Mehrdad Pahlevanzadeh didn’t have a problem with Derakhshani’s play, but her headwear. Derakhshani wore a simple headband in her long hair, instead of a hijab, Iran’s traditional headscarf, which became a compulsory accessory for women after the 1979 revolution. As a result, Pahlevanzadeh announced on Monday that Derakhshani would be kicked off the national team.
Derakhshani’s younger brother Borna, 15, who also entered the tournament, was also kicked off the team. His offense was agreeing to play an Israeli opponent, a strict no-no in the country that doesn’t recognize Israel as a state.
“Unfortunately, what shouldn’t have happened has happened,” Pahlevanzadeh told the semiofficial Fars News Agency on Monday (via Radio Free Europe). “Our national interests have priority over everything.”
“As a first step, these two will be denied entry to all tournaments taking place in Iran,” he continued, “And, in the name of Iran, they will no longer be allowed the opportunity to be present on the national team.”
Neither sibling has commented publicly on the news.
That the two young chess masters received such a harsh punishment is not a surprise. Sports in Iran and other parts of the Middle East have long been affected by the region’s strict cultural norms and precarious political stance.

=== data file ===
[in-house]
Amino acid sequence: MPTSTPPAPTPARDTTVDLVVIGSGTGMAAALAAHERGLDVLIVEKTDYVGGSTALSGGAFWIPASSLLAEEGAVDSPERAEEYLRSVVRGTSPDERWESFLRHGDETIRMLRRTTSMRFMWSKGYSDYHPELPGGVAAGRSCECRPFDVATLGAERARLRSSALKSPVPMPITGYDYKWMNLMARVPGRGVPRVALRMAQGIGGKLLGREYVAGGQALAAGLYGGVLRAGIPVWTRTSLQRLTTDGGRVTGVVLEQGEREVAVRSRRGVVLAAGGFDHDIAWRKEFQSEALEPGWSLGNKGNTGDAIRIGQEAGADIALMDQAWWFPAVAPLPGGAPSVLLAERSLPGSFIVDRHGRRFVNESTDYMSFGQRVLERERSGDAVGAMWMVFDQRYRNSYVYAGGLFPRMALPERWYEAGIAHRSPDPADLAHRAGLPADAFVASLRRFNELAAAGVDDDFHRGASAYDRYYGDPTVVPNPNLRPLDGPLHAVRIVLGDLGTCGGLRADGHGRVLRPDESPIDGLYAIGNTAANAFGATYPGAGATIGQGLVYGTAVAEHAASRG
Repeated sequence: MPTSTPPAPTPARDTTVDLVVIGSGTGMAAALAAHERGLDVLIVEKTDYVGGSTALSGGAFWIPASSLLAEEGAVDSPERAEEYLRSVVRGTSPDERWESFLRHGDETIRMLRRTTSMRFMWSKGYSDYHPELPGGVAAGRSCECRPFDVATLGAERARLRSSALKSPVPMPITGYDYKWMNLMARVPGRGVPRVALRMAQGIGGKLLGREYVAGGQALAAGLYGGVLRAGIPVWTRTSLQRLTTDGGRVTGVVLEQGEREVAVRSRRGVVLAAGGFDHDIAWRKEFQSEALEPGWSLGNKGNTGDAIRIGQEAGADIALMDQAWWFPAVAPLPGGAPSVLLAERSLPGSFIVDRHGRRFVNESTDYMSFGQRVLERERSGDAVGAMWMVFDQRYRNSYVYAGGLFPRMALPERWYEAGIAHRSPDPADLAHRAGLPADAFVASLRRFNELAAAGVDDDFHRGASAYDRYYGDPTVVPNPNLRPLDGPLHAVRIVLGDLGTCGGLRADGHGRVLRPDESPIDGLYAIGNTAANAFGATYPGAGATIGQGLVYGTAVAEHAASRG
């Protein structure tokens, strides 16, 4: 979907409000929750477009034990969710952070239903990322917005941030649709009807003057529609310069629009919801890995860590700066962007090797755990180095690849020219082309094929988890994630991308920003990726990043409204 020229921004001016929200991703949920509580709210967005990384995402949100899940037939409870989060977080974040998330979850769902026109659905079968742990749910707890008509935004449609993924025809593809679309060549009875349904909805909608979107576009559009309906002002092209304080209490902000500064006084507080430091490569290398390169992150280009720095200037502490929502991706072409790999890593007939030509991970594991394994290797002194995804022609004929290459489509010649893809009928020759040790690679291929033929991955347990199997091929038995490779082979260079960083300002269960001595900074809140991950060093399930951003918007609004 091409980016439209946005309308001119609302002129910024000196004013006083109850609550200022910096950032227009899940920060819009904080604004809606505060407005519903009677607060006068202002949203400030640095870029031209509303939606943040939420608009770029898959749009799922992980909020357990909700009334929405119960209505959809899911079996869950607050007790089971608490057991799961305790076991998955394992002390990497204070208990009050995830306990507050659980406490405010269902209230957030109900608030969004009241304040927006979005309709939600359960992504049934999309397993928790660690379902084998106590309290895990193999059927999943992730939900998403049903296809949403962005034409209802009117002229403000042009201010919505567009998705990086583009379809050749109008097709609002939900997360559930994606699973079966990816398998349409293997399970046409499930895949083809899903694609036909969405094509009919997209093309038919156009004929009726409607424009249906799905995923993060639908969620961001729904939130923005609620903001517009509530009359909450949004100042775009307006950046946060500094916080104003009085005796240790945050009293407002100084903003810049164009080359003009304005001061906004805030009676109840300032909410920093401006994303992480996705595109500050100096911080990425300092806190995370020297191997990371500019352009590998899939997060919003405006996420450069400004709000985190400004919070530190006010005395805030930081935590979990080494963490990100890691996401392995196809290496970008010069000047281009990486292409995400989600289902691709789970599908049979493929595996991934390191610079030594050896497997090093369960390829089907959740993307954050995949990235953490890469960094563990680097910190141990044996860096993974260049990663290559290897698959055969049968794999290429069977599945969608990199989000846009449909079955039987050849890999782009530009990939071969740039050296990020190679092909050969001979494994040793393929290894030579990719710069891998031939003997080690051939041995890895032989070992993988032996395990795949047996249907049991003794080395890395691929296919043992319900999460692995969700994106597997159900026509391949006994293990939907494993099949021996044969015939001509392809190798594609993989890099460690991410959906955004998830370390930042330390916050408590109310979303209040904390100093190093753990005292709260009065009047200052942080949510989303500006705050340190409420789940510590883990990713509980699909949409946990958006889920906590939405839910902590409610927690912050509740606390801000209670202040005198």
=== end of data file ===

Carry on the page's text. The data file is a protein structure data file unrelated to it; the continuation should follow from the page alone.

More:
Last year, American chess master Nazi Paikidze did not compete in the chess world championships in Iran because of the country’s requirement that she don a hijab.
“Some consider a hijab part of culture,” Paikidze said in an Instagram post announcing her decision. “But, I know that a lot of Iranian women are bravely protesting this forced law daily and risking a lot by doing so. That’s why I will NOT wear a hijab and support women’s oppression.”
The hijab made different headlines earlier in the year, however, when U.S. fencer Ibtihaj Muhammad became the first American to win a medal wearing the traditional headscarf. Muhammad earned a bronze in the team saber event alongside hijab-less athletes Monica Aksamit, Dagmara Wozniak and Mariel Zagunis.
“I have to challenge this idea that in some way we don’t belong because of our race or our religion,” Muhammad, whose parents converted to Islam before Muhammed was born, said last year.
She added: “Like within any religion, Muslims have conservatives, we have liberals, and we have everything in between. To paint all Muslims with one broad stroke can be frustrating.”
This article was updated to correct an error about Ibtihaj Muhammad’s heritage.